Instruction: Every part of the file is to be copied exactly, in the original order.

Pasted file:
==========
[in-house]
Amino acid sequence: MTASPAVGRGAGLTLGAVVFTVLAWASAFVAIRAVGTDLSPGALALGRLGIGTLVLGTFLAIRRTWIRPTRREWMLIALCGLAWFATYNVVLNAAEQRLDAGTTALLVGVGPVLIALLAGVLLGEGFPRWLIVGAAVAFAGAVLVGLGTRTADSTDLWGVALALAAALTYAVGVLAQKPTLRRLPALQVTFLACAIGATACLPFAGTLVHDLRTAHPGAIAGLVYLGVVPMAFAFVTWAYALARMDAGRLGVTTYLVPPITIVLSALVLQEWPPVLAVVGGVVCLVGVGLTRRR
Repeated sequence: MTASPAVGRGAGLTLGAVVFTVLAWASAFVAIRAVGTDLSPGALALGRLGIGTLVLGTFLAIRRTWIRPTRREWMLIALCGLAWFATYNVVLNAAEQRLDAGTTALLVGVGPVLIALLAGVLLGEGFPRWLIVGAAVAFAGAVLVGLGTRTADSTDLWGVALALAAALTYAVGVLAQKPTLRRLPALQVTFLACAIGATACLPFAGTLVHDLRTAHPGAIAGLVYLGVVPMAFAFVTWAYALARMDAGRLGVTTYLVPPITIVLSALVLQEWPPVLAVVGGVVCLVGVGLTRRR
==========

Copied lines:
[in-house]
Amino acid sequence: MTASPAVGRGAGLTLGAVVFTVLAWASAFVAIRAVGTDLSPGALALGRLGIGTLVLGTFLAIRRTWIRPTRREWMLIALCGLAWFATYNVVLNAAEQRLDAGTTALLVGVGPVLIALLAGVLLGEGFPRWLIVGAAVAFAGAVLVGLGTRTADSTDLWGVALALAAALTYAVGVLAQKPTLRRLPALQVTFLACAIGATACLPFAGTLVHDLRTAHPGAIAGLVYLGVVPMAFAFVTWAYALARMDAGRLGVTTYLVPPITIVLSALVLQEWPPVLAVVGGVVCLVGVGLTRRR
Repeated sequence: MTASPAVGRGAGLTLGAVVFTVLAWASAFVAIRAVGTDLSPGALALGRLGIGTLVLGTFLAIRRTWIRPTRREWMLIALCGLAWFATYNVVLNAAEQRLDAGTTALLVGVGPVLIALLAGVLLGEGFPRWLIVGAAVAFAGAVLVGLGTRTADSTDLWGVALALAAALTYAVGVLAQKPTLRRLPALQVTFLACAIGATACLPFAGTLVHDLRTAHPGAIAGLVYLGVVPMAFAFVTWAYALARMDAGRLGVTTYLVPPITIVLSALVLQEWPPVLAVVGGVVCLVGVGLTRRR